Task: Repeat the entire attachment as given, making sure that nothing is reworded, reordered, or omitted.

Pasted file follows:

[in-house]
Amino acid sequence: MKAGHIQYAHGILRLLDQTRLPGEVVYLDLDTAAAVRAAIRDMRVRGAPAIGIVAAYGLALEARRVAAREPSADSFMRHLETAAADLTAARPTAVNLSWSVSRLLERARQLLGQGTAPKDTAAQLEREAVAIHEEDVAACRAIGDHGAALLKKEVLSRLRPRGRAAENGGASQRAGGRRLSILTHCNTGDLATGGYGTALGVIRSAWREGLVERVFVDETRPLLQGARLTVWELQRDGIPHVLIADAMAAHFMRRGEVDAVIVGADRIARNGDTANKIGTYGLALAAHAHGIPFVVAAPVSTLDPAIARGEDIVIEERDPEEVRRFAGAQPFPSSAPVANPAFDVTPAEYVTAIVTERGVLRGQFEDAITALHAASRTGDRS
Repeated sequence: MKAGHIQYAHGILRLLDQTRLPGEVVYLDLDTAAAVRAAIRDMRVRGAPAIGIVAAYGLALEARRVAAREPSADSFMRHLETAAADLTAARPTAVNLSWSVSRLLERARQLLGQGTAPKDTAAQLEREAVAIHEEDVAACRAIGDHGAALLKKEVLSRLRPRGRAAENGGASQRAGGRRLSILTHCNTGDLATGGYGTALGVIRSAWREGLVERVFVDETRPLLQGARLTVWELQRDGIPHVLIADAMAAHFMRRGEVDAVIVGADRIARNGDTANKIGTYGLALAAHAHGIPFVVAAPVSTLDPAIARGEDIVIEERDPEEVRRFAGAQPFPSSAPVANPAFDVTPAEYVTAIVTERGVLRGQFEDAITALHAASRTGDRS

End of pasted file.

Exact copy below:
[in-house]
Amino acid sequence: MKAGHIQYAHGILRLLDQTRLPGEVVYLDLDTAAAVRAAIRDMRVRGAPAIGIVAAYGLALEARRVAAREPSADSFMRHLETAAADLTAARPTAVNLSWSVSRLLERARQLLGQGTAPKDTAAQLEREAVAIHEEDVAACRAIGDHGAALLKKEVLSRLRPRGRAAENGGASQRAGGRRLSILTHCNTGDLATGGYGTALGVIRSAWREGLVERVFVDETRPLLQGARLTVWELQRDGIPHVLIADAMAAHFMRRGEVDAVIVGADRIARNGDTANKIGTYGLALAAHAHGIPFVVAAPVSTLDPAIARGEDIVIEERDPEEVRRFAGAQPFPSSAPVANPAFDVTPAEYVTAIVTERGVLRGQFEDAITALHAASRTGDRS
Repeated sequence: MKAGHIQYAHGILRLLDQTRLPGEVVYLDLDTAAAVRAAIRDMRVRGAPAIGIVAAYGLALEARRVAAREPSADSFMRHLETAAADLTAARPTAVNLSWSVSRLLERARQLLGQGTAPKDTAAQLEREAVAIHEEDVAACRAIGDHGAALLKKEVLSRLRPRGRAAENGGASQRAGGRRLSILTHCNTGDLATGGYGTALGVIRSAWREGLVERVFVDETRPLLQGARLTVWELQRDGIPHVLIADAMAAHFMRRGEVDAVIVGADRIARNGDTANKIGTYGLALAAHAHGIPFVVAAPVSTLDPAIARGEDIVIEERDPEEVRRFAGAQPFPSSAPVANPAFDVTPAEYVTAIVTERGVLRGQFEDAITALHAASRTGDRS